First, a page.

European Union Expresses Privacy Concerns Regarding Google

The European Parliament recently voted in favor of breaking up Google in European territories. While the nonbinding vote holds no legal power, the decision to vote in favor of such a break-up shows the resistance that Google has encountered from the European Union. The vote comes in the wake of a recent appeal by privacy advocates and the EU to extend the “right to be forgotten” policy for European citizens beyond the European Google search engine. Continue reading European Union Expresses Privacy Concerns Regarding Google

Federal Regulators Analyze the True Cost of Freemium Games

Federal regulators are beginning to look into video games that follow the freemium model to determine whether or not they mislead consumers about costs. The idea behind this model is that users can download the game for free, but they need to pay in order to get further within the game. By claiming that the game is free, vulnerable players, such as children, can get sucked in before paying more and more money without realizing the true cost. Continue reading Federal Regulators Analyze the True Cost of Freemium Games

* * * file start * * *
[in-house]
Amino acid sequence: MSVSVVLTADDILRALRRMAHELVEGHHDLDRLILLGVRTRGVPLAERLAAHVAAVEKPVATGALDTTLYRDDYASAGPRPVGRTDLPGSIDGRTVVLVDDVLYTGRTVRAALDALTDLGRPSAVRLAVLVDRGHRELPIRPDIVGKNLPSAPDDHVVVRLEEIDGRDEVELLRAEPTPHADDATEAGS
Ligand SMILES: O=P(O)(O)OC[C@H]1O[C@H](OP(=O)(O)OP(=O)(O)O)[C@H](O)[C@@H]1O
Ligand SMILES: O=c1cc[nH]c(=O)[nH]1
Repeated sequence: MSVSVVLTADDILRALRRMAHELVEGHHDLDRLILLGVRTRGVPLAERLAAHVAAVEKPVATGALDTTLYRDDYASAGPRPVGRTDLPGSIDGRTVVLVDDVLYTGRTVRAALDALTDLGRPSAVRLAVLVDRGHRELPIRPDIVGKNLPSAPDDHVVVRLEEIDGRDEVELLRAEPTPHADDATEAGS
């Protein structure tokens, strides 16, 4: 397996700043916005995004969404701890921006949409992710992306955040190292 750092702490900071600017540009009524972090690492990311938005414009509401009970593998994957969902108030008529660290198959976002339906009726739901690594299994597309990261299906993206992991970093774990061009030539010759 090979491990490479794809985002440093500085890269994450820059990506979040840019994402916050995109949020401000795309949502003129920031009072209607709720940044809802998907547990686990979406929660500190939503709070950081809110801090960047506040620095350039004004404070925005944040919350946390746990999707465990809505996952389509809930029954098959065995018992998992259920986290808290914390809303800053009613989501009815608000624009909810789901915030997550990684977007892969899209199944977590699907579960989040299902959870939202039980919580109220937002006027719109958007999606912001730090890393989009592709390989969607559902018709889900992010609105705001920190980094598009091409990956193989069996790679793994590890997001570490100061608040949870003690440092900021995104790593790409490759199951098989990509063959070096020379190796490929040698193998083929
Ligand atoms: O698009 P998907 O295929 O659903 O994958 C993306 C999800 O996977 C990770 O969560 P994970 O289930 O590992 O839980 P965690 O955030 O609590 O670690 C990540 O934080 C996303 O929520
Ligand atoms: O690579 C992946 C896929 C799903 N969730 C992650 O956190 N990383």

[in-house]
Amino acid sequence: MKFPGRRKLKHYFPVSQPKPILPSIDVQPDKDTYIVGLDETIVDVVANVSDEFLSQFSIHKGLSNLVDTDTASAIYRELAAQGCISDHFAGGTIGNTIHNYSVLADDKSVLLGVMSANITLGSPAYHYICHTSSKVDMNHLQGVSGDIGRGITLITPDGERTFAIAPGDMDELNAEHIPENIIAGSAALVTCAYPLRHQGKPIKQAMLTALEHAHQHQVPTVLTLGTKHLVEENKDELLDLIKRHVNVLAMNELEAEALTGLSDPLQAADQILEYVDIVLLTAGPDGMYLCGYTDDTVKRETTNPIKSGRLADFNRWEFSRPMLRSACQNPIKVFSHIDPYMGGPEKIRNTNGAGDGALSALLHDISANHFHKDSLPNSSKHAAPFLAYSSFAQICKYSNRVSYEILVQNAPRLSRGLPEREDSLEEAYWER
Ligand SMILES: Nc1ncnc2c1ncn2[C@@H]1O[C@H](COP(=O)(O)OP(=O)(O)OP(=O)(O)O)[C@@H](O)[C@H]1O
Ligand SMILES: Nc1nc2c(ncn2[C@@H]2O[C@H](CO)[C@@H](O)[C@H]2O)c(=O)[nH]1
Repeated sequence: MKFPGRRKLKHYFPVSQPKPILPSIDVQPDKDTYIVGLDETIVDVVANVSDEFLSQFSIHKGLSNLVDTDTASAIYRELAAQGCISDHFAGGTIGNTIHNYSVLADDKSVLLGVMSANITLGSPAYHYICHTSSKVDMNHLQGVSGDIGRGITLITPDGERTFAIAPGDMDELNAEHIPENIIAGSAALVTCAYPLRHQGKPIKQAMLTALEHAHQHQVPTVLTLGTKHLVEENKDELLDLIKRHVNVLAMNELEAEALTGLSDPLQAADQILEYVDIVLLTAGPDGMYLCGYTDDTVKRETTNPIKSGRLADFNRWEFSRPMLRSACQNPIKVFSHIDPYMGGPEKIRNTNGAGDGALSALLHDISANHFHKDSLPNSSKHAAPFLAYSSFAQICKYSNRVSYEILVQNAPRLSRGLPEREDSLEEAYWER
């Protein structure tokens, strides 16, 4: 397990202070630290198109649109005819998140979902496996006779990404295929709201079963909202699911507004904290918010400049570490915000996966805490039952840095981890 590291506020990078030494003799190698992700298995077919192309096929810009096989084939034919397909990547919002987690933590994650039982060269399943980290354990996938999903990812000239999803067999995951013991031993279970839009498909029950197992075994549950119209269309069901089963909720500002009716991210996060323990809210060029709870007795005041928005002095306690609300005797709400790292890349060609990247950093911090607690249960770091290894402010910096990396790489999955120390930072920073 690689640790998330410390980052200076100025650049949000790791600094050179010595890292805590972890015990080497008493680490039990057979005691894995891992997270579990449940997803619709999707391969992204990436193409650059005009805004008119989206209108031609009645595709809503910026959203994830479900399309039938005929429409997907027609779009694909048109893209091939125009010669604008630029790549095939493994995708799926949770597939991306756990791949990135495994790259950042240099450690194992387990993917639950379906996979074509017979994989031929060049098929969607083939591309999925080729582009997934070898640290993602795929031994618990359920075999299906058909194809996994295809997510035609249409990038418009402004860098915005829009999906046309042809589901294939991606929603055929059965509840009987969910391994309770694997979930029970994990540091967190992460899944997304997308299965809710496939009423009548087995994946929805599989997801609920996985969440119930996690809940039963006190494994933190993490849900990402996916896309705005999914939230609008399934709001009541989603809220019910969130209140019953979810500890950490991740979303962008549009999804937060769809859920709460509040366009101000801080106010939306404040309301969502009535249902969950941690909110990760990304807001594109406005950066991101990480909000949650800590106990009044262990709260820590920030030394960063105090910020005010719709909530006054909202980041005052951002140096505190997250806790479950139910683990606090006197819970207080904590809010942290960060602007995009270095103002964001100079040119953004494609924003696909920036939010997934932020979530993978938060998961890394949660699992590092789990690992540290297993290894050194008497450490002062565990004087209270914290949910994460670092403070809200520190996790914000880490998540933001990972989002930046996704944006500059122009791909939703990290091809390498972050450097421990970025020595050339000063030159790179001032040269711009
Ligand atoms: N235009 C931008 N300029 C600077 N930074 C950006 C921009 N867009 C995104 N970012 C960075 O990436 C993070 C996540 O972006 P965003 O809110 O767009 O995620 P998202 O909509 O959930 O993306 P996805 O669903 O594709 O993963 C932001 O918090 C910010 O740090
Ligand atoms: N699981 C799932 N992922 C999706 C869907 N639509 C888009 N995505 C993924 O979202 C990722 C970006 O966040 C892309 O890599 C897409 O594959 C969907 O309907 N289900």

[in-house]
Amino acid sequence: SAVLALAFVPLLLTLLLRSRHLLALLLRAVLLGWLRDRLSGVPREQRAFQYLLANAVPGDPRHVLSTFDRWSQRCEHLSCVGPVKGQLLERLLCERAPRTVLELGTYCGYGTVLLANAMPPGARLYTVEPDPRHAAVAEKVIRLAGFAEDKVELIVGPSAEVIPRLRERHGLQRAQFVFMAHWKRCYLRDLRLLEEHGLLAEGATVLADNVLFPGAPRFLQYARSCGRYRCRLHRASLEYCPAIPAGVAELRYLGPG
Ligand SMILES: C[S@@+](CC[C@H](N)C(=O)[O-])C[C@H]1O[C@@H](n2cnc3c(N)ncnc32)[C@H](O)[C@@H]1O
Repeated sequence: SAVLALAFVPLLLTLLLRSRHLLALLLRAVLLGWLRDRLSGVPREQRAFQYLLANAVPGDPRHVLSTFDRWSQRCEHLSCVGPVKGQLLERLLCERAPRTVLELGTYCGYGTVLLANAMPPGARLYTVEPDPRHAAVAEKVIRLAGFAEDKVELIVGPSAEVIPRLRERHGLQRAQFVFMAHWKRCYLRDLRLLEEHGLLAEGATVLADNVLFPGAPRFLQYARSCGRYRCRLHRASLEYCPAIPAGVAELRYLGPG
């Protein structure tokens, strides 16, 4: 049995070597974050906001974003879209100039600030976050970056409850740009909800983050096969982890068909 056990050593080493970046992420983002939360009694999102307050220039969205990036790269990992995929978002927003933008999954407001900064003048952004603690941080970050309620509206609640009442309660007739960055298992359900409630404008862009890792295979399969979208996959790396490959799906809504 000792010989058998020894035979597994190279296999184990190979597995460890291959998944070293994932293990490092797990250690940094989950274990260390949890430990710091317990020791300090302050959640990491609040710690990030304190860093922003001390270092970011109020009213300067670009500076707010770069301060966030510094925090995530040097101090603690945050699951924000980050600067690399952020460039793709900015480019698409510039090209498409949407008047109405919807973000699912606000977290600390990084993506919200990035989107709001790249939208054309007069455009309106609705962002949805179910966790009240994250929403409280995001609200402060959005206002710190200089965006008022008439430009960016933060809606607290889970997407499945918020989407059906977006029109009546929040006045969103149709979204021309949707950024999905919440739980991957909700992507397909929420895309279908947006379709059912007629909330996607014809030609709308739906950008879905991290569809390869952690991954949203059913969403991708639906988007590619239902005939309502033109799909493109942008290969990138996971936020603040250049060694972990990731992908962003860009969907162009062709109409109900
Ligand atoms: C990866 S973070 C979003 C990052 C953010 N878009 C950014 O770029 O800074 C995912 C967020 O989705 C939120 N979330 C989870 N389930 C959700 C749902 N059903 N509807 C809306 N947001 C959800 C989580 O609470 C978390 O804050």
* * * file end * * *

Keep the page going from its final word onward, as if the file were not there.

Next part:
YouTube to Block Artists Who Don’t Sign Up for New Service

Content from indie artists could disappear from Google’s YouTube “in a matter of days.” As YouTube prepares to launch its ad-free streaming music service, it also plans to block videos from independent labels and artists that choose not to sign up for the new subscription offering. While YouTube has signed licensing deals with the major labels, it says it will block others from using its entire platform if they do not agree to terms of the upcoming premium service. Continue reading YouTube to Block Artists Who Don’t Sign Up for New Service